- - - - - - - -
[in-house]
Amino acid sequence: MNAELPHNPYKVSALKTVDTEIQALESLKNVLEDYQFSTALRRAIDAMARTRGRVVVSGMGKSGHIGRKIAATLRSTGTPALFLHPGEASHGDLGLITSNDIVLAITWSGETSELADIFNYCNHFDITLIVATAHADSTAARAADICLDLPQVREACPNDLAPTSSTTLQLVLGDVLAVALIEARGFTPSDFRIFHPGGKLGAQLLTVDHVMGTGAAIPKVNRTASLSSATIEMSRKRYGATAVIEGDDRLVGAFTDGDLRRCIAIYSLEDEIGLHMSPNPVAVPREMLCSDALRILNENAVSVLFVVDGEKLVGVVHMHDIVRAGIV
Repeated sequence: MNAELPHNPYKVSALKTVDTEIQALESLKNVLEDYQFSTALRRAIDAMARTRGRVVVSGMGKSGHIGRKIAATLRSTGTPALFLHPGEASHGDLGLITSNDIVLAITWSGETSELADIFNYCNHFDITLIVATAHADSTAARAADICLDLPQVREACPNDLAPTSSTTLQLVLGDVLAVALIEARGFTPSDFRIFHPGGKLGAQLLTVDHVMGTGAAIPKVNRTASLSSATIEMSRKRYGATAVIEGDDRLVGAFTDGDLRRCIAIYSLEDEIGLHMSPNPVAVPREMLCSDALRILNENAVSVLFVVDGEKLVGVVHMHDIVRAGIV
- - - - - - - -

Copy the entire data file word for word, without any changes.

[in-house]
Amino acid sequence: MNAELPHNPYKVSALKTVDTEIQALESLKNVLEDYQFSTALRRAIDAMARTRGRVVVSGMGKSGHIGRKIAATLRSTGTPALFLHPGEASHGDLGLITSNDIVLAITWSGETSELADIFNYCNHFDITLIVATAHADSTAARAADICLDLPQVREACPNDLAPTSSTTLQLVLGDVLAVALIEARGFTPSDFRIFHPGGKLGAQLLTVDHVMGTGAAIPKVNRTASLSSATIEMSRKRYGATAVIEGDDRLVGAFTDGDLRRCIAIYSLEDEIGLHMSPNPVAVPREMLCSDALRILNENAVSVLFVVDGEKLVGVVHMHDIVRAGIV
Repeated sequence: MNAELPHNPYKVSALKTVDTEIQALESLKNVLEDYQFSTALRRAIDAMARTRGRVVVSGMGKSGHIGRKIAATLRSTGTPALFLHPGEASHGDLGLITSNDIVLAITWSGETSELADIFNYCNHFDITLIVATAHADSTAARAADICLDLPQVREACPNDLAPTSSTTLQLVLGDVLAVALIEARGFTPSDFRIFHPGGKLGAQLLTVDHVMGTGAAIPKVNRTASLSSATIEMSRKRYGATAVIEGDDRLVGAFTDGDLRRCIAIYSLEDEIGLHMSPNPVAVPREMLCSDALRILNENAVSVLFVVDGEKLVGVVHMHDIVRAGIV